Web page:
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Commentary: How about an energy rationing exercise, like Singapore did with food and water in the past?

European countries have avoided the worst-case scenario of energy rationing, amid gas supply woes arising from Russia’s invasion of Ukraine. RSIS’ Alvin Chew considers if an electricity rationing exercise makes sense for Singapore.

Commentary: How about an energy rationing exercise, like Singapore did with food and water in the past?

HDB flats in Toa Payoh at night. (File photo: CNA/Jeremy Long)

SINGAPORE: Europe is facing one of its deepest energy crises in decades. Record warm winter temperatures, though, have helped it avoid the worst of Russia’s squeeze and many Europeans’ nightmare scenario - energy rationing.

The region’s heavy reliance on imported Russian natural gas, weaponised as part of the war in Ukraine, has meant households and companies have been asked to curb energy consumption amid tight supply and high prices.

Japan too has been urged to reduce electricity use since early 2022, amid struggles with power shortages and a record heat wave in summer. The country is the world’s largest importer of liquefied natural gas (LNG) and has also felt the spill-over effects of the Russia-Ukraine war.

All this raises the prudence for Singapore, primarily dependent on the import of natural gas for its electricity supply, to keep up energy conservation and diversification efforts - and perhaps even consider conducting an electricity rationing exercise.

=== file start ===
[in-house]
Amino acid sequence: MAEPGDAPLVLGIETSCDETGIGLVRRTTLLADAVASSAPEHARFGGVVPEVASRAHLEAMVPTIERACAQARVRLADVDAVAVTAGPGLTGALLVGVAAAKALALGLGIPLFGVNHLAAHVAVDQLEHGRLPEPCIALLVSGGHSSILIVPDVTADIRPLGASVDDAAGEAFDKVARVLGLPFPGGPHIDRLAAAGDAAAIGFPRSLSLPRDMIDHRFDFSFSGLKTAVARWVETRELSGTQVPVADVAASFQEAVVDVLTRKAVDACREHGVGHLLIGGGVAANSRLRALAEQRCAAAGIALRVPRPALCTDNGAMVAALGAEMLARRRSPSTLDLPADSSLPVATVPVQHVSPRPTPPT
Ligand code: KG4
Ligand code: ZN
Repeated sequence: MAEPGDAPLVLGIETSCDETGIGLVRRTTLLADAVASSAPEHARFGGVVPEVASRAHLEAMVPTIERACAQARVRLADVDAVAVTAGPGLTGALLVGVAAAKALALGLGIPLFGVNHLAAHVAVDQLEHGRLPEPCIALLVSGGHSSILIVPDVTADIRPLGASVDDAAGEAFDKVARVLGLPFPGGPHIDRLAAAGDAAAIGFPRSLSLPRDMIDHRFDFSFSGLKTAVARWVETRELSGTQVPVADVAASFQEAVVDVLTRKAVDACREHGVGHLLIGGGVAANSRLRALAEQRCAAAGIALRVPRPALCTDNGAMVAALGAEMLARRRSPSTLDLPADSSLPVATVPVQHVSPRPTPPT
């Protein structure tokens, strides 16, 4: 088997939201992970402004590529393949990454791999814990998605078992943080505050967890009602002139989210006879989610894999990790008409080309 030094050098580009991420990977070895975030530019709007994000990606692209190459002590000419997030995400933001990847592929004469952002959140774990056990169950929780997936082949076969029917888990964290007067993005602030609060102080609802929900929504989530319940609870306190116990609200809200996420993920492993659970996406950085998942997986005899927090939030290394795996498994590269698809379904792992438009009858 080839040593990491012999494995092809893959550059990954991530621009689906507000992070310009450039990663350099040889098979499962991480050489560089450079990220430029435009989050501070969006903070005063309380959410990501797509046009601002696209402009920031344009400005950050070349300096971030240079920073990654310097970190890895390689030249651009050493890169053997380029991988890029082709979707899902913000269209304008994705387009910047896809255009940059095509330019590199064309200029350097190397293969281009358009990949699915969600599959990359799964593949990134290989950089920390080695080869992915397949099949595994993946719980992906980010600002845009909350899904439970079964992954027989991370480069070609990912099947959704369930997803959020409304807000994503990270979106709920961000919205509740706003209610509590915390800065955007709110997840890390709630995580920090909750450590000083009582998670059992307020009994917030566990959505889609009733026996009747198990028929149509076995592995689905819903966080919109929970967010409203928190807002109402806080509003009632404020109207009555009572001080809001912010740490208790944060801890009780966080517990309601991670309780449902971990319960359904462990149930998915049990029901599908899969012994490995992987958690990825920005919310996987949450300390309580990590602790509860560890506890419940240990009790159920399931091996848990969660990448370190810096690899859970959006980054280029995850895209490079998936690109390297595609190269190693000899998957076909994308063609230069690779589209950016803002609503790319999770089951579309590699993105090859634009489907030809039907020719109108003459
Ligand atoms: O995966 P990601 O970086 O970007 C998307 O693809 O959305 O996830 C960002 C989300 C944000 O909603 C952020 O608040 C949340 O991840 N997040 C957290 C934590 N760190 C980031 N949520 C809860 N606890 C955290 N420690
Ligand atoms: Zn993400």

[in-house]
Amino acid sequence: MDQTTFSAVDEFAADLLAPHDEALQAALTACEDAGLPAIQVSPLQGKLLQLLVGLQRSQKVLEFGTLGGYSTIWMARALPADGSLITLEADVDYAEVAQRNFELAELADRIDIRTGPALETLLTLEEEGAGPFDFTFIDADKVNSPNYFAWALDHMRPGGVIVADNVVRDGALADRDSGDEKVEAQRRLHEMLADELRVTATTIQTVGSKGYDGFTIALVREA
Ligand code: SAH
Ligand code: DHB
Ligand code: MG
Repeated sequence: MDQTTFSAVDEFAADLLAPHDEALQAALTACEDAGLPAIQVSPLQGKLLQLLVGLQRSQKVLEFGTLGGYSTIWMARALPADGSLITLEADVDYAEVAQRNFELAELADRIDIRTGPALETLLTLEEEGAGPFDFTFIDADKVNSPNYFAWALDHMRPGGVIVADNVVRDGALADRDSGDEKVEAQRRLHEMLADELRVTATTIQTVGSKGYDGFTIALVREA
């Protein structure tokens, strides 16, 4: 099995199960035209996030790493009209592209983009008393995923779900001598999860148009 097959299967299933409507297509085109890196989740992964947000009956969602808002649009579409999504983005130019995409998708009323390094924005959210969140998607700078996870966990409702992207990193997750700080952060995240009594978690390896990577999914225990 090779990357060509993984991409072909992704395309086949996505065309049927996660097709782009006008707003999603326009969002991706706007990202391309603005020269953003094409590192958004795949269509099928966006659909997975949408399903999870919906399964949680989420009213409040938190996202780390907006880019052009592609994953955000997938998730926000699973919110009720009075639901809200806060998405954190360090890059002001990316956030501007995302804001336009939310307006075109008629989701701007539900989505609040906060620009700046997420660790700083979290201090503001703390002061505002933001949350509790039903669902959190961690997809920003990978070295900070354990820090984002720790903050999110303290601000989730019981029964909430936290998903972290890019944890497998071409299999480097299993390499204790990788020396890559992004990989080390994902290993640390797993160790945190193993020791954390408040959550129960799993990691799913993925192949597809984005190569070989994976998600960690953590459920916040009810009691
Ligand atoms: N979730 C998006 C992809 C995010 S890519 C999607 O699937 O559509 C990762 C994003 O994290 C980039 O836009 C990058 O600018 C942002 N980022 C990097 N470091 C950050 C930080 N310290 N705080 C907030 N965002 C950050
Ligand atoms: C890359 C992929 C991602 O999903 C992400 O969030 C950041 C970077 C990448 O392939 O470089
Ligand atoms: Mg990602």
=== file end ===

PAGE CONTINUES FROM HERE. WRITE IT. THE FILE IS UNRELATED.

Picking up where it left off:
Energy conservation is a social effort to make households and businesses more aware of consumption habits. When rolled out as a policy, it becomes a rationing tool that puts a cap on the energy demand.

A closer look at the energy situation in Europe and Japan helps us understand why rationing was considered.

Sparse snowfall and unseasonably warm winter weather in the Alps, Ruhpolding, Germany, Jan 11, 2023. (AP Photo/Matthias Schrader)

Europe had already been transitioning towards renewable energy, to wean off its dependence on fossil fuels, including natural gas, to advance climate action. The war in Ukraine has sped up this process, toward the long-term vision of relying solely on clean renewable energy sources to generate power.

But renewable energy from wind or sunlight is intermittent in nature and at present, not widely considered as a baseload source of energy. Prior to its invasion of Ukraine, Russia was the biggest supplier of gas to European countries like Germany and Italy.

Japan itself relies on nuclear energy to generate almost one-third of its power. When all its nuclear power plants were shut down for safety inspections and upgrading after the 2011 Fukushima accident, its energy supply was topped up with additional imports of natural gas.

With Russian supply and the cost of energy pressing issues, it is not surprising that these countries have rolled out campaigns to encourage people to reduce their demand for energy.


So if electricity rationing is a stopgap measure to address the immediate supply shortage during a crisis, the question becomes this: Could Singapore face a situation where it needs to do so in the future?

Singapore’s electricity mix currently comprises less than 3 per cent of renewables, according to the Energy Market Authority (EMA). Though 95 per cent of electricity is produced from imported natural gas, diversification of gas suppliers has enhanced energy security, providing more stability to generate the baseload requirement of electricity.